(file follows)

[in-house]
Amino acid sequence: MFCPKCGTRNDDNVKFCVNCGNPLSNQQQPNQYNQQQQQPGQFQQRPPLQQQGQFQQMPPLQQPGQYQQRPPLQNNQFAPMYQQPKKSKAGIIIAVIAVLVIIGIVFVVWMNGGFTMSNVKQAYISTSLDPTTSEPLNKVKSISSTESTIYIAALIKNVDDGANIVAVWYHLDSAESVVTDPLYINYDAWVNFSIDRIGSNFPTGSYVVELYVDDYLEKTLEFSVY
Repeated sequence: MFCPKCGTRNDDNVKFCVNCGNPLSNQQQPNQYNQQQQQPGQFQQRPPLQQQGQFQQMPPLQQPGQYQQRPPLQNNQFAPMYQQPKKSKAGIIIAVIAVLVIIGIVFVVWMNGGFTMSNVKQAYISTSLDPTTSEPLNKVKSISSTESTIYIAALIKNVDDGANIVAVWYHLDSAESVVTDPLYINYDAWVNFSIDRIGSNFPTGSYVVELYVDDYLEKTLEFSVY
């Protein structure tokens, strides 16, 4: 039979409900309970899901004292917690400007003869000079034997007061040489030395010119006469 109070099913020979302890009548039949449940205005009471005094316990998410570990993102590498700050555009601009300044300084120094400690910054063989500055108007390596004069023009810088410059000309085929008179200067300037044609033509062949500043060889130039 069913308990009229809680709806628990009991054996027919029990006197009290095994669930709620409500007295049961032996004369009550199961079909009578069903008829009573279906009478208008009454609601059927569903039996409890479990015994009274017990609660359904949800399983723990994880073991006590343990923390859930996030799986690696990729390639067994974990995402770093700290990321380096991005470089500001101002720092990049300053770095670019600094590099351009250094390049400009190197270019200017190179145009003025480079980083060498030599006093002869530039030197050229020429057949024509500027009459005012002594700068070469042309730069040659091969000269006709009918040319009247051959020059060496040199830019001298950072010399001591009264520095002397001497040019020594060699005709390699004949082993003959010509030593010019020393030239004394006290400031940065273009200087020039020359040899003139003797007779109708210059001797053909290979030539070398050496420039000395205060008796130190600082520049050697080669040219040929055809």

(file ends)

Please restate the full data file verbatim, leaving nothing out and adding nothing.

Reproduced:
[in-house]
Amino acid sequence: MFCPKCGTRNDDNVKFCVNCGNPLSNQQQPNQYNQQQQQPGQFQQRPPLQQQGQFQQMPPLQQPGQYQQRPPLQNNQFAPMYQQPKKSKAGIIIAVIAVLVIIGIVFVVWMNGGFTMSNVKQAYISTSLDPTTSEPLNKVKSISSTESTIYIAALIKNVDDGANIVAVWYHLDSAESVVTDPLYINYDAWVNFSIDRIGSNFPTGSYVVELYVDDYLEKTLEFSVY
Repeated sequence: MFCPKCGTRNDDNVKFCVNCGNPLSNQQQPNQYNQQQQQPGQFQQRPPLQQQGQFQQMPPLQQPGQYQQRPPLQNNQFAPMYQQPKKSKAGIIIAVIAVLVIIGIVFVVWMNGGFTMSNVKQAYISTSLDPTTSEPLNKVKSISSTESTIYIAALIKNVDDGANIVAVWYHLDSAESVVTDPLYINYDAWVNFSIDRIGSNFPTGSYVVELYVDDYLEKTLEFSVY
């Protein structure tokens, strides 16, 4: 039979409900309970899901004292917690400007003869000079034997007061040489030395010119006469 109070099913020979302890009548039949449940205005009471005094316990998410570990993102590498700050555009601009300044300084120094400690910054063989500055108007390596004069023009810088410059000309085929008179200067300037044609033509062949500043060889130039 069913308990009229809680709806628990009991054996027919029990006197009290095994669930709620409500007295049961032996004369009550199961079909009578069903008829009573279906009478208008009454609601059927569903039996409890479990015994009274017990609660359904949800399983723990994880073991006590343990923390859930996030799986690696990729390639067994974990995402770093700290990321380096991005470089500001101002720092990049300053770095670019600094590099351009250094390049400009190197270019200017190179145009003025480079980083060498030599006093002869530039030197050229020429057949024509500027009459005012002594700068070469042309730069040659091969000269006709009918040319009247051959020059060496040199830019001298950072010399001591009264520095002397001497040019020594060699005709390699004949082993003959010509030593010019020393030239004394006290400031940065273009200087020039020359040899003139003797007779109708210059001797053909290979030539070398050496420039000395205060008796130190600082520049050697080669040219040929055809």